That’s what he says when he meets someone living what his life was for decades – using narcotics, drinking, sleeping in back alleys, pulling food out of dumpsters, blacking out because of massive withdrawals, not knowing where he was. “Years ago, my biggest fear was that I’d keep living,” he says, disclosing that he lost his wife to an overdose. “Today I have such gratitude that I’m sitting here healthy, fed and showered, and I’m actually alive.
I ride a bike everywhere, so I see people on the streets.”
He takes a couple of pairs of new socks from Dollar Tree out his backpack, explaining that he gives them to people on the street to show them there’s hope, or at least kindness in the world – something that was a big part of his circuitous journey to sobriety.
“I got a lot of help when I got here 11 years ago,” he says. “It’s God’s grace. Art gave me a reason to stay sober.”
Sorensen, 62, was in his mid-50s when he pulled a large piece of cardboard out of a dumpster in Portland and felt the call to paint, something he hadn’t done in decades and had never done seriously.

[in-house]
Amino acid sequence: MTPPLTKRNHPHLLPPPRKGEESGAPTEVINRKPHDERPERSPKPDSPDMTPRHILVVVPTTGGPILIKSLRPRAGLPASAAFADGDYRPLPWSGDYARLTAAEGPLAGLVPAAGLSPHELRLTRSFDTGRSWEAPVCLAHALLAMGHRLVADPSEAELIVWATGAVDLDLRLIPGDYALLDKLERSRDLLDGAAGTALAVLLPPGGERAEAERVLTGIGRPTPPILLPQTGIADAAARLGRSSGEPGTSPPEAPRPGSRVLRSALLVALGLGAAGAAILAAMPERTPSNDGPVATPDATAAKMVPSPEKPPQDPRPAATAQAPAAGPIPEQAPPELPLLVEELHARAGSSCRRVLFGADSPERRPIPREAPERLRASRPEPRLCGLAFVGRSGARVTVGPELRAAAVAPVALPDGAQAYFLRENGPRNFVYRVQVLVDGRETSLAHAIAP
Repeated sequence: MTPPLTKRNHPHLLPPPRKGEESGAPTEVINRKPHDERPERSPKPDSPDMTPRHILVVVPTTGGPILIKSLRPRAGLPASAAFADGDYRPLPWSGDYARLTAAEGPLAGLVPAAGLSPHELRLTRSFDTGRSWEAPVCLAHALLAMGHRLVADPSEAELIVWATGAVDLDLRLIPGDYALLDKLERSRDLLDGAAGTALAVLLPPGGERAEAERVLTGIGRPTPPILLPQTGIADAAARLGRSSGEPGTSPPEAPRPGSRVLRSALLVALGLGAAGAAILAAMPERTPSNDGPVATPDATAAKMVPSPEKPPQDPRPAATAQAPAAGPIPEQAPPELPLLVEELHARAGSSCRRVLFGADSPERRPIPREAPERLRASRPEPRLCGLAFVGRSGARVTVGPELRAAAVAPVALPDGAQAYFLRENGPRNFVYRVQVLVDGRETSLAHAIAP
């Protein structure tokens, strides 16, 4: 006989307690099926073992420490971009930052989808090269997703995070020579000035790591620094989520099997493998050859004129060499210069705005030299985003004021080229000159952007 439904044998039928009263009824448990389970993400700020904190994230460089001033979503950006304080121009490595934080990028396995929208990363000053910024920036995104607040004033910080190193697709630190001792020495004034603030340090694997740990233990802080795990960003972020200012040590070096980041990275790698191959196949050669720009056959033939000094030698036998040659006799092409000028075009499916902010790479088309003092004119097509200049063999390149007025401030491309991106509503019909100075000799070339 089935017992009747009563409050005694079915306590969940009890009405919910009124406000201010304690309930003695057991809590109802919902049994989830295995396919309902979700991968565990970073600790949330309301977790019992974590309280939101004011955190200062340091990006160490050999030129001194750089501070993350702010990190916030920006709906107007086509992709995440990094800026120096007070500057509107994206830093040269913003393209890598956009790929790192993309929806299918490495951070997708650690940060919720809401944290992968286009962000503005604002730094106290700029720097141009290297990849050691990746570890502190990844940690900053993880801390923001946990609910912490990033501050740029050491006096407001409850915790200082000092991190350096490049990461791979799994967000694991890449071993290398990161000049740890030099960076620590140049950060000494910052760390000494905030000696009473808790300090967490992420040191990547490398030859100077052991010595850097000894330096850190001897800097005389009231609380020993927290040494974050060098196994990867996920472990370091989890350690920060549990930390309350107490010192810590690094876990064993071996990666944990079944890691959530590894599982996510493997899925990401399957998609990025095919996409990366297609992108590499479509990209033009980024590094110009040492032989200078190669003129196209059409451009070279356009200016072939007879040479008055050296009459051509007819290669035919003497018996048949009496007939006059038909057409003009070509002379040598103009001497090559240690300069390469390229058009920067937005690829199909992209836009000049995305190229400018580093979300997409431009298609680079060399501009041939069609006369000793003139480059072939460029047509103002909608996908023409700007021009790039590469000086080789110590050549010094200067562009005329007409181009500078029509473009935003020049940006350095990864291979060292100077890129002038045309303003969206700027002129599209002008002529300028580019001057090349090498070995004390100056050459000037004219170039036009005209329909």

“That piece of cardboard changed everything because I was connected to something beautiful and healing,” he says. “It’s transformative.”
Over the years, Sorensen established a pattern to his days, which include morning support meetings as well as lots of walking, biking and swimming. To the rhythm of all that movement, he began to pray, repeating a phrase like spoken word poetry, or a mantra or a plea.
“Your beautiful, spiritual, creative, powerful, passionate, uninhibited creative artistic design and energy,” he began, saying just those words as he walked, pedaled and stroked. The prayer grew, and as the prayer grew so did his art. “Flow through me into the heart, the soul, the spirit and mind of the many, many of your beautiful, beautiful children,” he says, pacing in time with the well-worn words. “Into the powerful, passionate, soft, gentle, tender, eternal spirit of the light, all in the beautiful, beautiful name of Jesus.”
Sorensen has been a working artist for the past four years, and nearly every inch of the walls of his apartment is covered with vibrant studies in movement – dancers, musicians, waves.
One of his most recent paintings, “Freedom in Our Hearts” challenged him to find just the right balance between darkness and light.
“I put more dark into it to accentuate the light, then I captured the lighthouse’s direction, hope and safety,” he says. “The wave is even more powerful now. It’s about uninhibited, fearless gratitude for freedom and beauty.”
That’s how Sorensen lives his days – uninhibited in his joy, fearless in his gratitude.
“Look at me,” he says, grinning and holding out his arms. “I have hope.”